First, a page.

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 (nə-bô′kəf, nä′bə-kôf′, năb′ə-), Vladimir Vladimirovich 1899-1977.
Russian-born American writer whose novels, such as Lolita (1955) and Pale Fire (1962), are noted for their wordplay and structural ingenuity.


(nəˈbɒkɒf; ˈnæbəˌkɒf)
(Biography) Vladimir Vladimirovich (vlaˈdimir vlaˈdimirəvitʃ). 1899–1977, US novelist, born in Russia. His works include Lolita (1955), Pnin (1957), Pale Fire (1962), and Ada (1969)
Nabokovian adj


(nəˈbɔ kəf, ˈnæb əˌkɔf, -ˌkɒf)
Vladimir Vladimirovich, 1899–1977, U.S. writer born in Russia.
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Noun1.Nabokov - United States writer (born in Russia) (1899-1977)
References in periodicals archive ?
Scholars of Russian and English literature analyze the lectures Nabokov delivered on European and Russian literature, mainly at the universities of Wellesley and Cornell, between 1941 and 1959.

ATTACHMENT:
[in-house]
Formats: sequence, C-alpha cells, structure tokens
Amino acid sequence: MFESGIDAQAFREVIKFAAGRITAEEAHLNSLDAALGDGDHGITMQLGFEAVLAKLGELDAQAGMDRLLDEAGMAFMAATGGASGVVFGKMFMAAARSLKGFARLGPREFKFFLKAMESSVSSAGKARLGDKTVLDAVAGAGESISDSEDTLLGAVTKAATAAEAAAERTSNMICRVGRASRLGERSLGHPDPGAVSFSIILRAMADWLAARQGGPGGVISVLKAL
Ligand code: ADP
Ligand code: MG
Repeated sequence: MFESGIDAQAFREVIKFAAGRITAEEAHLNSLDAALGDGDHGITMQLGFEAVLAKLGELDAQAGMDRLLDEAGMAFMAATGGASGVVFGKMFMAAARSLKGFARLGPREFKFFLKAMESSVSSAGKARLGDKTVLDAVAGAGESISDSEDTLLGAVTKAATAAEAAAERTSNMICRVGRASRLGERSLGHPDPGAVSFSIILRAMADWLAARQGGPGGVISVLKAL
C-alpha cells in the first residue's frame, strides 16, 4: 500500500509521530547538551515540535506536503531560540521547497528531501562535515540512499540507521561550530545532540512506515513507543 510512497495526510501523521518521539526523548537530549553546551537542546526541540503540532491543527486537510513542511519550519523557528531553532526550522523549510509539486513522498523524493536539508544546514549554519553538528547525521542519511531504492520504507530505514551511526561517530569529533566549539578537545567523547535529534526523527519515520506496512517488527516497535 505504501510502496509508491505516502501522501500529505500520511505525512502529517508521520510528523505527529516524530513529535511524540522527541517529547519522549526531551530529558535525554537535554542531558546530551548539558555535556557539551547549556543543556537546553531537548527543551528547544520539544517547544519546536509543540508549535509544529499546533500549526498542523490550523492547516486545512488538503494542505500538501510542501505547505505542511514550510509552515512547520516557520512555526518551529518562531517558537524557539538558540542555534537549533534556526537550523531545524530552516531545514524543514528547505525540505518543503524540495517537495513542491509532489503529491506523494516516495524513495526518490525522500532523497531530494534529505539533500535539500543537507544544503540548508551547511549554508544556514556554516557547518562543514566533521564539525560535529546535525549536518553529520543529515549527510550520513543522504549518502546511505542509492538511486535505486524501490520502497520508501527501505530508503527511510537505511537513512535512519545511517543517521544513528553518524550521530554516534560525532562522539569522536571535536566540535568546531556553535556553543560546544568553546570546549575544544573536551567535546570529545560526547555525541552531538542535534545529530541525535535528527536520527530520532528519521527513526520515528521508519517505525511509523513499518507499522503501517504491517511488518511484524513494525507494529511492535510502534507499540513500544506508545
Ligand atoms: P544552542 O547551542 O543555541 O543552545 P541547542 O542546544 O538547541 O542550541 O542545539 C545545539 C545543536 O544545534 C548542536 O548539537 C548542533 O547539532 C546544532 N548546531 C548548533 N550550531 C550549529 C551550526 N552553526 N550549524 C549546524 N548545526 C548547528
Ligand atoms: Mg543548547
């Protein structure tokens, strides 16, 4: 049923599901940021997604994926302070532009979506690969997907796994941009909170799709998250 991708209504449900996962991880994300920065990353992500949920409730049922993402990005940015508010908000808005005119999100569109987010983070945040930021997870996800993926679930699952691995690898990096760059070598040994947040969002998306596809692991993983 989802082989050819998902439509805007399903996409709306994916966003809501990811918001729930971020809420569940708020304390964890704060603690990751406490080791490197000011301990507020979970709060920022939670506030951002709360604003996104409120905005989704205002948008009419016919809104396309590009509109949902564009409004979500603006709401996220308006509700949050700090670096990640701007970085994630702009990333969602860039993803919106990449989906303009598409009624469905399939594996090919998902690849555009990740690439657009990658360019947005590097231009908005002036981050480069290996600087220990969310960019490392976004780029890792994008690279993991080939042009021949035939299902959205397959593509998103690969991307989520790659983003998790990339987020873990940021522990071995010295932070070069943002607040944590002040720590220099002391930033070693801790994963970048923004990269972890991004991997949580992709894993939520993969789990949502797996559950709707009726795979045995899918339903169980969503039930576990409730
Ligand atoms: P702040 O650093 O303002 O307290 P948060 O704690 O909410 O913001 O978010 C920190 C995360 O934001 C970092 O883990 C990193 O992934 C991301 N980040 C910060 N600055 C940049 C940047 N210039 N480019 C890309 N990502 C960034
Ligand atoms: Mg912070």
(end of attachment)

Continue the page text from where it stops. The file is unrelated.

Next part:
In the Onegin commentary, Bozovic claims, Nabokov identified precursors to transnational modernism--Chateaubriand, Byron, and Pushkin.
Written through "one fortnight of wonderful excitement and sustained inspiration," Invitation to a Beheading is regarded as a novel toward which Vladimir Nabokov himself has the "greatest esteem" (Nabokov 1975: 92).
A somewhat less-known, more rarefied battle destroyed the once companionable relationship between the novelist Vladimir Nabokov and the eminent American man of letters Edmund Wilson.
Es editor de Ada Online, que alberga la novela mas larga de Nabokov con anotaciones y material suplementario.
In a 1969 interview with Allene Talmey of Vogue, Vladimir Nabokov dismissed his own Nikolai Gogol, a critical biography of the nineteenth-century Russian writer as an "innocent, and rather superficial, little sketch" (Strong 156).
I WOULD LIKE TO BEGIN HERE BY SETTING OUT A NUMBER OF THINGS Norman Mailer and Vladimir Nabokov have in common, as well as some issues that set them apart.
This should not be surprising since Nabokov made extensive use in all his non-poetic production of the literary motif known as Doppelganger, i.
The winner of this year's prize is Karen Jacobs's "Sebald's Apparitional Nabokov.
Martin Hagglund, Dying for Time: Proust, Woolf and Nabokov, Harvard University Press, 2012, pp.
If Dickens, in Sergei Eisenstein's assessment (Eisenstein 1949), was born for the movies, Vladimir Nabokov was literally born in the cinematic medium.
Love in the present gave Nabokov back a sense of vibrant reality that countered that "ghost of the present" that had for such a long time undermined his sense of reality.